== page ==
Christina Aguilera, Lotus
Christina Aguilera opens her seventh album by calling this a “rebirth” despite her “broken pieces” – or, in other words, a really bad few years (last album, tabloids and Burlesque). After spending much of her career doing what she’s so good at – using her voice like it’s the moon rocket – the pop singer, who got a profile-boost from The Voice, was sick of sitting in Lady Gaga’s shadow: Xtina wanted something different, something Bionic. The album, released two years ago, was a massive sound-bomb, not just commercially but creatively – who’s the dummy that thought Auto-Tuning one of the best voices ever was a good idea? Lesson learned: Aguilera rips through these songs with all the superpower of a tsunami, sweeping up everything in its path – even Mother Monster. She slays “Your Body,” the sexy first single, as hard as she does the guys in its cartoonish video; “Army of Me” has her in Kill Bill mode, referencing herself as the “Fighter” she was in 2003, at the height of her career; and “Let There Be Love” is a glorious club smash that could be about world peace – except it’s mostly about makeup sex. Along with the Sia-written “Blank Page” – a decent tune made exponentially better by Christina’s heartfelt, powerhouse performance – those are the highlights on an album that never finds the same cohesive groove of her best work, Back to Basics and Stripped, but thankfully never gets as out-of-character as Bionic. Let Gaga be weird. You just sing, girl.
Kelly Clarkson, Greatest Hits: Chapter One
It’s telling that Kelly Clarkson tacks her very first single at the end of her Greatest Hits like a footnote: “A Moment Like This” shot the singer into superstardom after it became her winning American Idol anthem. You can still hear the joy in the Texan sweetheart’s voice – and you can practically see the tears coming out of those clichés. Now that she’s been singing infinitely better songs, she’s not looking back at that ditty with the same joyful regard (even Clarkson’s knocked the cheese ball herself). But, for better or worse, it made her a household name, even if it never defined her as an artist. Clarkson was too feisty – too good – for a song like that. “Breakaway,” setting the stage for her power-pop makeover, would become her first major hit – and boy, did she ever. Between then and now she’d record the coveted 2004 kiss-off “Since U Been Gone,” and its doppelgängers, “My Life Would Suck Without You” and “Stronger (What Doesn’t Kill You)” – all included among the 17 tracks, with only one from My December (whew!). Though her biggest hits are sound giants, this collection, which includes two of her best ballads, gives a fuller perspective of the talented pop star. The new songs represent an artist capable of almost anything: She goes country for “Don’t Rush” and does the juggernaut “People Like Us,” where she leads an army of underdogs – “the lost and forgotten” – into a fierce battle cry. Of all the things she’s accomplished in 10 years, it’s about time we got a gay anthem.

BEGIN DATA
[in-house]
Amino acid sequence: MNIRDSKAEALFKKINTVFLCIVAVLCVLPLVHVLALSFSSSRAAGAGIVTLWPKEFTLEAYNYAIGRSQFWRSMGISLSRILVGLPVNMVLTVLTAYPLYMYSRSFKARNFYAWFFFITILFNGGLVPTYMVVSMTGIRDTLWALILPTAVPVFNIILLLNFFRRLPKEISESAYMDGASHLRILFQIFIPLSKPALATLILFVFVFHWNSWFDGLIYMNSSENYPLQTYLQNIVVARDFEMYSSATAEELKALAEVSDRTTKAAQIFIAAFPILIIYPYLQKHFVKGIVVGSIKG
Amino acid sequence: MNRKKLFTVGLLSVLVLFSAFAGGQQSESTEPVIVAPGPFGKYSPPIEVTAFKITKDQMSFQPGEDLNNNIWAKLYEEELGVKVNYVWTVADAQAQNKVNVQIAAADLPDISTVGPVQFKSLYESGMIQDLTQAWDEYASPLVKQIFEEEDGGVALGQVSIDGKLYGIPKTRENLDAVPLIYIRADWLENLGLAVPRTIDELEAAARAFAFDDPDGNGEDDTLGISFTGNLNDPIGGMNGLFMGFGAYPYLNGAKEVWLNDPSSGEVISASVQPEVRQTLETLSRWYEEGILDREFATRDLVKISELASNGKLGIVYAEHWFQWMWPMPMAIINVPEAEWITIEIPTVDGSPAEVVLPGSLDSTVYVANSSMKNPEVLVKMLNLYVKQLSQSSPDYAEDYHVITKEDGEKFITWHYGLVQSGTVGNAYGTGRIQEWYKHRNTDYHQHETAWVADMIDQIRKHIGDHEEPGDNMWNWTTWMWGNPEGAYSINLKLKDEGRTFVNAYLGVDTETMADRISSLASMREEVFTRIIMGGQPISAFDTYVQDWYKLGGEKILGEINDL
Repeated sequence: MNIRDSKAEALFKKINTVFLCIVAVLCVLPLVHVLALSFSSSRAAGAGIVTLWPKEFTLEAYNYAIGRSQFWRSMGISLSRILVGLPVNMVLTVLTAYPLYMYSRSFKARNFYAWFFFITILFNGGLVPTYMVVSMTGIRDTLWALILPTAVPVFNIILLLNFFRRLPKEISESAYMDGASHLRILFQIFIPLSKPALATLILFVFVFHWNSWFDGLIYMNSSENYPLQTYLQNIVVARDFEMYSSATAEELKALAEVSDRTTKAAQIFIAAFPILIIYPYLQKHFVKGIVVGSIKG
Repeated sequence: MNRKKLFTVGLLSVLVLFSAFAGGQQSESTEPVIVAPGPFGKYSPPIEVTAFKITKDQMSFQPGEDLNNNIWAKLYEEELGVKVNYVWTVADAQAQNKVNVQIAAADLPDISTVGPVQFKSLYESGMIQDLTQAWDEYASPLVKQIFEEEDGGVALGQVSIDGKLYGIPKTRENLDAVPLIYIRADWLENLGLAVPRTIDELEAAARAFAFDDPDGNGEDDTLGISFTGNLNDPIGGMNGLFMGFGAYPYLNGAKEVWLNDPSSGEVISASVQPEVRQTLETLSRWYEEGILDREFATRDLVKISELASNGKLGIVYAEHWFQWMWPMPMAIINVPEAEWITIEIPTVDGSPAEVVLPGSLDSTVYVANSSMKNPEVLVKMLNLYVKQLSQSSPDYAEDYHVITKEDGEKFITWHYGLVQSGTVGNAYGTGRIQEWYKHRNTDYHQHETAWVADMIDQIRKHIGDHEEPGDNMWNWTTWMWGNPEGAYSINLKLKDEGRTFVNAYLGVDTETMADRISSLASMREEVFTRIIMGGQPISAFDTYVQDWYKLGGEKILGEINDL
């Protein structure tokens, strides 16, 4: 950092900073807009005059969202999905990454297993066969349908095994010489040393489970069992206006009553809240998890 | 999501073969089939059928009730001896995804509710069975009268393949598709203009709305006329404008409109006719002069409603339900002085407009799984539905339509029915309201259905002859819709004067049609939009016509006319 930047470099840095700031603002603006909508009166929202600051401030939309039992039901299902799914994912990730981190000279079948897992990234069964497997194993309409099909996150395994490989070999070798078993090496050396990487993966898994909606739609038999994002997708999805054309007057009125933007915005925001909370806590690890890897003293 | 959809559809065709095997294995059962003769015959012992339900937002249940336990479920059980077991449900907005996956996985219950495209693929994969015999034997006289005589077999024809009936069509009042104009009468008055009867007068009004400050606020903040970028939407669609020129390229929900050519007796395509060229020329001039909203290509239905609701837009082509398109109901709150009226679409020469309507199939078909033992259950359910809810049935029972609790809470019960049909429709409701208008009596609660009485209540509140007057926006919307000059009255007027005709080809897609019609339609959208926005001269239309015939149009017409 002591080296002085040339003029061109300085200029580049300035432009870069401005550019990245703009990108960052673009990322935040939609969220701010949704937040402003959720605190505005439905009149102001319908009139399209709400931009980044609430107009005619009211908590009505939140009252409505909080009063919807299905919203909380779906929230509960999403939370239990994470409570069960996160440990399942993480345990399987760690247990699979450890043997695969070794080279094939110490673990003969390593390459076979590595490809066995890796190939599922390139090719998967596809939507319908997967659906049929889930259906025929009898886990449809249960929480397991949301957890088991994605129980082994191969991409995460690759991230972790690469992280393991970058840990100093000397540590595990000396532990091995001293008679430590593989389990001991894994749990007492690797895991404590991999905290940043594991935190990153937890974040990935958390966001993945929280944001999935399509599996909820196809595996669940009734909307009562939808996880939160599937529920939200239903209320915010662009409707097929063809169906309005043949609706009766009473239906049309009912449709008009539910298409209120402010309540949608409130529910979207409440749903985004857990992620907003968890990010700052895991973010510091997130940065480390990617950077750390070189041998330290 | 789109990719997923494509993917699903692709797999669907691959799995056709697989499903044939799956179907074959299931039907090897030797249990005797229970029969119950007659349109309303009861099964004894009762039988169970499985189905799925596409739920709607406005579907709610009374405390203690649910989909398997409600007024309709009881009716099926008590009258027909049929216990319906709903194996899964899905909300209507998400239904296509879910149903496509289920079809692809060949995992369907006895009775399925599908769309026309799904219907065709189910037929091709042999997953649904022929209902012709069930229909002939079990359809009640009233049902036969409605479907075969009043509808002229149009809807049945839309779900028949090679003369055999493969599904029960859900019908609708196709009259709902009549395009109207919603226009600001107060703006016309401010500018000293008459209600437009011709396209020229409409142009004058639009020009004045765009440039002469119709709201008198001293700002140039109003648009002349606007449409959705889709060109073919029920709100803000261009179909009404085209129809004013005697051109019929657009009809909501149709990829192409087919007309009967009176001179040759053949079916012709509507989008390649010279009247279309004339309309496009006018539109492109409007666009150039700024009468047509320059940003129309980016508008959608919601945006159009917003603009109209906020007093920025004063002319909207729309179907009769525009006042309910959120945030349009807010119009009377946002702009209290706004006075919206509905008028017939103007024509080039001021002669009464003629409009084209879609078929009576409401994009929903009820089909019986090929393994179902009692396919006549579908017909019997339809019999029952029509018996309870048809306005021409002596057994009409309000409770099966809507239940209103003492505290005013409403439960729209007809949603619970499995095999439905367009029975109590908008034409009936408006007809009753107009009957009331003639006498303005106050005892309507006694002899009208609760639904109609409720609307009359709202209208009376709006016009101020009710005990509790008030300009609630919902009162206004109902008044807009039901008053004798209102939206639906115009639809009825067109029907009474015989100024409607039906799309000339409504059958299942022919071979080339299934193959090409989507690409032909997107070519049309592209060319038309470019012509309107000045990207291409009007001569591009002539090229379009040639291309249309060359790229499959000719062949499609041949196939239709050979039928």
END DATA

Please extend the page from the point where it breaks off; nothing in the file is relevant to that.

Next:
Iris DeMent, Sing the Delta
On her first album of new material since 1996, beloved Americana trailblazer Iris DeMent goes back to the Deep South for a twangy set of stories about the good ol’ days and God. The title track is an affecting love letter to her hometown, igniting all five senses – because not only is her songwriting vivid, she’s also a nuanced storyteller with a voice that takes you there. The family tragedy that has her questioning faith on “The Night I Learned How Not to Pray” is particularly lucid. But even though DeMent’s stories are self-specific, the perseverance, sadness and determination she expresses aren’t just hers; they’re everybody’s.
Bat for Lashes, The Haunted Man
A naked Natasha Khan – aka Bat for Lashes – on the Mapplethorpe-like cover of her third release isn’t just a showpiece for a nicely toned body. This is her rawest album yet. The Haunted Man is captivating, ambitious and ethereal. It’s a dream you can’t escape from. There is, however, no forgetting it: Written with Lana Del Rey collaborator Justin Park, “Laura” is beautifully bleak-sounding even if it’s meant to be encouraging; “Marilyn,” however, builds a dreamy-pop sound that merges Annie Lennox and Björk. The rich orchestration and theatricality also bring to mind Tori Amos and Kate Bush – name-drops that are only deserved when you can sound as good as them.
Chris Azzopardi is the editor of Q Syndicate, the international LGBT wire service. Reach him via his website at www.chris-azzopardi.com.